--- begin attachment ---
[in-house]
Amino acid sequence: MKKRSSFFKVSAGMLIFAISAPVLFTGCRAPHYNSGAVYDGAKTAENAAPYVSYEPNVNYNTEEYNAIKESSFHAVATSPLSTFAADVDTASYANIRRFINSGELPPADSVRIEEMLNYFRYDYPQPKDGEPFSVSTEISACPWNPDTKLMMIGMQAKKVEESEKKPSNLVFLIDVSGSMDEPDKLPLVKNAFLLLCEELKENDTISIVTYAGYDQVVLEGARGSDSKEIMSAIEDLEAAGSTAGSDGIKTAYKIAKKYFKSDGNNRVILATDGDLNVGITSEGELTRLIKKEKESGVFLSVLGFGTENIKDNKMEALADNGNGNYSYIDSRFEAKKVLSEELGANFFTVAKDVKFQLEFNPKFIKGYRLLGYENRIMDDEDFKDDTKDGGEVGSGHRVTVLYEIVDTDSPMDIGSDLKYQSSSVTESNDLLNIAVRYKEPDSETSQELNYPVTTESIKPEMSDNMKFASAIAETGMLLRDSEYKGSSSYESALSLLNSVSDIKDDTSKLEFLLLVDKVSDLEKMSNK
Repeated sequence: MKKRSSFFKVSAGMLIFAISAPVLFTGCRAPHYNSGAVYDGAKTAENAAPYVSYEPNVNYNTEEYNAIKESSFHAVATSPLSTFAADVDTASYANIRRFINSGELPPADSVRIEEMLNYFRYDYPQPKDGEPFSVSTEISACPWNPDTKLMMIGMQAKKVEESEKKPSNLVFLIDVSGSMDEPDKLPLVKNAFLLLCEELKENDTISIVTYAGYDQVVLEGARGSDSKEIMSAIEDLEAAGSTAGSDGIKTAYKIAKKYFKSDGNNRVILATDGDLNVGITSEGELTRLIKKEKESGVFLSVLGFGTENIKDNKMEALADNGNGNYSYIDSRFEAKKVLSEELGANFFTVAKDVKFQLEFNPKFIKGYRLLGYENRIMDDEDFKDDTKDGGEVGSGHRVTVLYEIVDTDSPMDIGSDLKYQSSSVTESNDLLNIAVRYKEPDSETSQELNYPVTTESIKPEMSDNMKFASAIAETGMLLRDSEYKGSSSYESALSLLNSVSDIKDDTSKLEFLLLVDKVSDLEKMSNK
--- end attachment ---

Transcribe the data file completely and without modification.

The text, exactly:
[in-house]
Amino acid sequence: MKKRSSFFKVSAGMLIFAISAPVLFTGCRAPHYNSGAVYDGAKTAENAAPYVSYEPNVNYNTEEYNAIKESSFHAVATSPLSTFAADVDTASYANIRRFINSGELPPADSVRIEEMLNYFRYDYPQPKDGEPFSVSTEISACPWNPDTKLMMIGMQAKKVEESEKKPSNLVFLIDVSGSMDEPDKLPLVKNAFLLLCEELKENDTISIVTYAGYDQVVLEGARGSDSKEIMSAIEDLEAAGSTAGSDGIKTAYKIAKKYFKSDGNNRVILATDGDLNVGITSEGELTRLIKKEKESGVFLSVLGFGTENIKDNKMEALADNGNGNYSYIDSRFEAKKVLSEELGANFFTVAKDVKFQLEFNPKFIKGYRLLGYENRIMDDEDFKDDTKDGGEVGSGHRVTVLYEIVDTDSPMDIGSDLKYQSSSVTESNDLLNIAVRYKEPDSETSQELNYPVTTESIKPEMSDNMKFASAIAETGMLLRDSEYKGSSSYESALSLLNSVSDIKDDTSKLEFLLLVDKVSDLEKMSNK
Repeated sequence: MKKRSSFFKVSAGMLIFAISAPVLFTGCRAPHYNSGAVYDGAKTAENAAPYVSYEPNVNYNTEEYNAIKESSFHAVATSPLSTFAADVDTASYANIRRFINSGELPPADSVRIEEMLNYFRYDYPQPKDGEPFSVSTEISACPWNPDTKLMMIGMQAKKVEESEKKPSNLVFLIDVSGSMDEPDKLPLVKNAFLLLCEELKENDTISIVTYAGYDQVVLEGARGSDSKEIMSAIEDLEAAGSTAGSDGIKTAYKIAKKYFKSDGNNRVILATDGDLNVGITSEGELTRLIKKEKESGVFLSVLGFGTENIKDNKMEALADNGNGNYSYIDSRFEAKKVLSEELGANFFTVAKDVKFQLEFNPKFIKGYRLLGYENRIMDDEDFKDDTKDGGEVGSGHRVTVLYEIVDTDSPMDIGSDLKYQSSSVTESNDLLNIAVRYKEPDSETSQELNYPVTTESIKPEMSDNMKFASAIAETGMLLRDSEYKGSSSYESALSLLNSVSDIKDDTSKLEFLLLVDKVSDLEKMSNK